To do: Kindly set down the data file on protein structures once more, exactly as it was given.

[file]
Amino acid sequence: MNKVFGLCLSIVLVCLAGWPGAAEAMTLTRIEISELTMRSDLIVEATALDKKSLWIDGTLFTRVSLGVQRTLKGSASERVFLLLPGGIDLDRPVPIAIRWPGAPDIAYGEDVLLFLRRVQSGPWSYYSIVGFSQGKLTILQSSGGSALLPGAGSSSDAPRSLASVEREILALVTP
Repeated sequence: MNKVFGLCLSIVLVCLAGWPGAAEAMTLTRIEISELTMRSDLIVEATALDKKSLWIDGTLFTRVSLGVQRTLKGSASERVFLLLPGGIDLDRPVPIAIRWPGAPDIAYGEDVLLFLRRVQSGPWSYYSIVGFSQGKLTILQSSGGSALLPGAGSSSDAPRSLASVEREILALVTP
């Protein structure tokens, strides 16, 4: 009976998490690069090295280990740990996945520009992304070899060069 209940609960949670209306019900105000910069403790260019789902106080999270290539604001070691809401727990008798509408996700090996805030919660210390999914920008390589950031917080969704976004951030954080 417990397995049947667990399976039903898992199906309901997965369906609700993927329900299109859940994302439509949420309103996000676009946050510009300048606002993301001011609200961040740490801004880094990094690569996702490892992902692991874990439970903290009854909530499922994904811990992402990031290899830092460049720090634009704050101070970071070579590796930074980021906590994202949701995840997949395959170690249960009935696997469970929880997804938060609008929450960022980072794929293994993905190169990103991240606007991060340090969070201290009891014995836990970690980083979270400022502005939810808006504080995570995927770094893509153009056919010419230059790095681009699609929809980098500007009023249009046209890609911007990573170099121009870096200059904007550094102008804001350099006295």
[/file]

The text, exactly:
Amino acid sequence: MNKVFGLCLSIVLVCLAGWPGAAEAMTLTRIEISELTMRSDLIVEATALDKKSLWIDGTLFTRVSLGVQRTLKGSASERVFLLLPGGIDLDRPVPIAIRWPGAPDIAYGEDVLLFLRRVQSGPWSYYSIVGFSQGKLTILQSSGGSALLPGAGSSSDAPRSLASVEREILALVTP
Repeated sequence: MNKVFGLCLSIVLVCLAGWPGAAEAMTLTRIEISELTMRSDLIVEATALDKKSLWIDGTLFTRVSLGVQRTLKGSASERVFLLLPGGIDLDRPVPIAIRWPGAPDIAYGEDVLLFLRRVQSGPWSYYSIVGFSQGKLTILQSSGGSALLPGAGSSSDAPRSLASVEREILALVTP
């Protein structure tokens, strides 16, 4: 009976998490690069090295280990740990996945520009992304070899060069 209940609960949670209306019900105000910069403790260019789902106080999270290539604001070691809401727990008798509408996700090996805030919660210390999914920008390589950031917080969704976004951030954080 417990397995049947667990399976039903898992199906309901997965369906609700993927329900299109859940994302439509949420309103996000676009946050510009300048606002993301001011609200961040740490801004880094990094690569996702490892992902692991874990439970903290009854909530499922994904811990992402990031290899830092460049720090634009704050101070970071070579590796930074980021906590994202949701995840997949395959170690249960009935696997469970929880997804938060609008929450960022980072794929293994993905190169990103991240606007991060340090969070201290009891014995836990970690980083979270400022502005939810808006504080995570995927770094893509153009056919010419230059790095681009699609929809980098500007009023249009046209890609911007990573170099121009870096200059904007550094102008804001350099006295």